Not to get technical about it, but it’s apparently unclear 1) why exactly the UMass Building Authority needs a PR firm, and 2) what exactly the ten grand a month retainer covered. According to Krantz, “[t]he two-page contract’s wording is vague. It says Regan Communications agrees to provide ‘services in the field of public relations as it may deem appropriate and as directed by [the building authority].'”

In other words, bill us for . . . whatever.

That’s so Regan!

Any predictions on the next shoe to drop on the centipedal PR poobah? These things do tend to come in threes, don’t they.

UPDATE: We have a winner!

From Adrian Walker’s column in today’s Globe: “The last shoe may not have dropped, either. UMass Online has a $3,500-a-month contract with Regan that may be under review, too.”

George Regan as barefoot boy, with cheek of tan (or orange)?

We can dream, can’t we?


Local Bank Is Embed With The Boston Globe

November 17, 2015

As the hardreading staff has previously noted, these are banner days for advertisers at the stately local broad$heet, which is providing lots of flexibility in selling ad space.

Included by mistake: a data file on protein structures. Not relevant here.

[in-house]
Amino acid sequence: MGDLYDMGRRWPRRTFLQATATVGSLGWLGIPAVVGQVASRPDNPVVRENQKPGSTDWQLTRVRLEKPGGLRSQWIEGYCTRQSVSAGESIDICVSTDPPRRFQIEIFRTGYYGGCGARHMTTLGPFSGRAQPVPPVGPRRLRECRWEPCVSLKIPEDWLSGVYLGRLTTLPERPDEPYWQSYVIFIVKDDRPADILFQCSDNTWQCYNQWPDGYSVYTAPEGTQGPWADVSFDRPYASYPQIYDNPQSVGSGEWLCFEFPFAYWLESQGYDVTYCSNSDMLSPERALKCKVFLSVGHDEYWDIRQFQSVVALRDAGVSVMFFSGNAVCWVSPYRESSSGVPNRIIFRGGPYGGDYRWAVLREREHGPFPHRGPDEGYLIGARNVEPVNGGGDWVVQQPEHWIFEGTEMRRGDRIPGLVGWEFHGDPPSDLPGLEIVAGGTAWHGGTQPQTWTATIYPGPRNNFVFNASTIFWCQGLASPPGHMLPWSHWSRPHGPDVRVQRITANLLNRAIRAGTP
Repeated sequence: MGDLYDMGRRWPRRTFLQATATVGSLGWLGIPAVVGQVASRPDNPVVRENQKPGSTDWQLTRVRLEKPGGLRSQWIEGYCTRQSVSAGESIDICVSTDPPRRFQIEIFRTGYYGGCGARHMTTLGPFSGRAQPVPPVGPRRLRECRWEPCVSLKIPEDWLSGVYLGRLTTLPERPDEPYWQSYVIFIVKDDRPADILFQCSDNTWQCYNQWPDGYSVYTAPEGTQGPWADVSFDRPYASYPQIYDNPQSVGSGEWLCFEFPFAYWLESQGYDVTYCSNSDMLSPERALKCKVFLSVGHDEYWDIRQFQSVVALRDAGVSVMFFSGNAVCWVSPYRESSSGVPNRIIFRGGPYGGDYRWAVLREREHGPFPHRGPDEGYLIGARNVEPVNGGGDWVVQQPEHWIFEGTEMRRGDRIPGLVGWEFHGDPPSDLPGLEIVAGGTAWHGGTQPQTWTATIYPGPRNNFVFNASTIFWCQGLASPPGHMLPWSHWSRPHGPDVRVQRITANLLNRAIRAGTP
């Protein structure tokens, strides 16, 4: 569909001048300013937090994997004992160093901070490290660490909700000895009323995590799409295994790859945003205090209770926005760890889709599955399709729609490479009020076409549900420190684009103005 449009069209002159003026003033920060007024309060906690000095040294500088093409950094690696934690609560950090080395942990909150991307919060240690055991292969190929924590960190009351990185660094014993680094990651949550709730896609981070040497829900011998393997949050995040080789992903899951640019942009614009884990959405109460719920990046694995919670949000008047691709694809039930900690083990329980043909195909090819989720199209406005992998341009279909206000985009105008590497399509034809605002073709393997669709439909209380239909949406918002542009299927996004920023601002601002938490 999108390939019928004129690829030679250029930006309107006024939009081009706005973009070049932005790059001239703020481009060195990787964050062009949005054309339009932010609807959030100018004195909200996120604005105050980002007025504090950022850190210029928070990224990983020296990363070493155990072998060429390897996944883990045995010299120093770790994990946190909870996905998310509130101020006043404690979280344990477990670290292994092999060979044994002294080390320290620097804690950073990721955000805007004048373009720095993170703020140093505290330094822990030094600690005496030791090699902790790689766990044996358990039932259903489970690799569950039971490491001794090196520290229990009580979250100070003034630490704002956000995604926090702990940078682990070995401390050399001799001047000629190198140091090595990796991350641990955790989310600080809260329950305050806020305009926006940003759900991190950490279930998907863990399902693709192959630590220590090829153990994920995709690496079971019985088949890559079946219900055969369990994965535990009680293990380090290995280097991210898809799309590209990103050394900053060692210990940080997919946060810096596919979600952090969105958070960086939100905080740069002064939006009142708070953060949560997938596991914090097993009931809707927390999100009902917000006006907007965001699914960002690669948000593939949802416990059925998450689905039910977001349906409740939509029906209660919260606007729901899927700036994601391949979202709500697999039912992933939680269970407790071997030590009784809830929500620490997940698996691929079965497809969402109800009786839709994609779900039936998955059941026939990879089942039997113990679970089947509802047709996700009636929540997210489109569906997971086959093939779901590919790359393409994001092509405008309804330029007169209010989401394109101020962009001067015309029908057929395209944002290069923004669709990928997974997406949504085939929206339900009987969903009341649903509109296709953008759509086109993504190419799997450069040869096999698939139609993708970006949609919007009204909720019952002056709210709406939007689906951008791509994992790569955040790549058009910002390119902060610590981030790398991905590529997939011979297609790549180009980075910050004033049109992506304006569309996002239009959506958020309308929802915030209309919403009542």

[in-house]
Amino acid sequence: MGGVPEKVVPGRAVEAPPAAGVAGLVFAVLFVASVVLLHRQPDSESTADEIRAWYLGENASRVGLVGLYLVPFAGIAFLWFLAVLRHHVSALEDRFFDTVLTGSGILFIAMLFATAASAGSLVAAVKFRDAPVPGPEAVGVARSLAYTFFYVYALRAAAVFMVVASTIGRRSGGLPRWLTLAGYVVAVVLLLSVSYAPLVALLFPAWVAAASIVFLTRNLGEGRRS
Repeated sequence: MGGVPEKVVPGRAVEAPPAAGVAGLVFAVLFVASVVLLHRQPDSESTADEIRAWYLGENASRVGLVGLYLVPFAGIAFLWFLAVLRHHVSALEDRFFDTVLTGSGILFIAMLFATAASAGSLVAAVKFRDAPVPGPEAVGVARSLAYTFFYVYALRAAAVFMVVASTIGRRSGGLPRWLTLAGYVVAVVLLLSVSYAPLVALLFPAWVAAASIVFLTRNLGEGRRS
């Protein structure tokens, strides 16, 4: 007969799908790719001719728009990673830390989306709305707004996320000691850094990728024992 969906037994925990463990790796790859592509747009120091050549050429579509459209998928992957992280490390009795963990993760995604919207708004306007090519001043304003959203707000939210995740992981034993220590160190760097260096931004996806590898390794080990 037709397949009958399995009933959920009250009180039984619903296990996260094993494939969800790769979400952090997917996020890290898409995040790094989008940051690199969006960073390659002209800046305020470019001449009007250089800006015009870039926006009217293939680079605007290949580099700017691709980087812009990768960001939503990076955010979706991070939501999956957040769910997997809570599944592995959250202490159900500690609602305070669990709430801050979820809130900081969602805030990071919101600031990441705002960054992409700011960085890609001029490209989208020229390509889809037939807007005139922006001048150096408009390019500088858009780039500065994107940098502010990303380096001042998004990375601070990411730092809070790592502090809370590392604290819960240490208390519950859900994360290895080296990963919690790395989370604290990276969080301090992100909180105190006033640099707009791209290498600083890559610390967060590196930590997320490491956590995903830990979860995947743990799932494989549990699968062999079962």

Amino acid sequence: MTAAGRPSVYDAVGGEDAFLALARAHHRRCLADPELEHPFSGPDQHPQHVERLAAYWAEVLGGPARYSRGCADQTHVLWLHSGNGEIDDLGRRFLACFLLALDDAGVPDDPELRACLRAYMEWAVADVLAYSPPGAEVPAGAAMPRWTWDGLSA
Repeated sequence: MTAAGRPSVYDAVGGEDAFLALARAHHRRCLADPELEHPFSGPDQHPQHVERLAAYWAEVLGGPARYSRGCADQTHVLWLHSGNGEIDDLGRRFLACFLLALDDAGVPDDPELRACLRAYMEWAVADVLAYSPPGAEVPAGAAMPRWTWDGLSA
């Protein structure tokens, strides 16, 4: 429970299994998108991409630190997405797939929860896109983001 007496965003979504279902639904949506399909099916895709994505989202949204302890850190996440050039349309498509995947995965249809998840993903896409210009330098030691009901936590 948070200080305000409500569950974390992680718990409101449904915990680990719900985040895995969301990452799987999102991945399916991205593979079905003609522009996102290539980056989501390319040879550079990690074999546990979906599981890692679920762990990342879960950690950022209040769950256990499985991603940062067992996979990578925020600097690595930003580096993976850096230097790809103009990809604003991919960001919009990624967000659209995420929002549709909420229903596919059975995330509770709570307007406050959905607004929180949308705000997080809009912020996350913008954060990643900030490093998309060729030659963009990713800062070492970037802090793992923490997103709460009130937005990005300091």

Even more notable, ads are literally In the news at the Globe nowadays.

From today’s front page:

 

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It’s not like the Globe hasn’t leased out this space before, as we painstakingly chronicled last year. But at least in the case of the Citizens Bank embeds, the paper had the decency – sporadically – to label it an advertisement.

With one day:

 

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Without the next day:

 

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Withever.

The Rockland Trust arrangement is different, though. Citizens Bank accompanied its embeds – embads? – with a traditional ad at the bottom of Page One. Rockland Trust’s ad runs alongside the Talking Points column in the Globe’s Business section.

 

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But wait . . . there’s more . . .

Check out the details in the ad: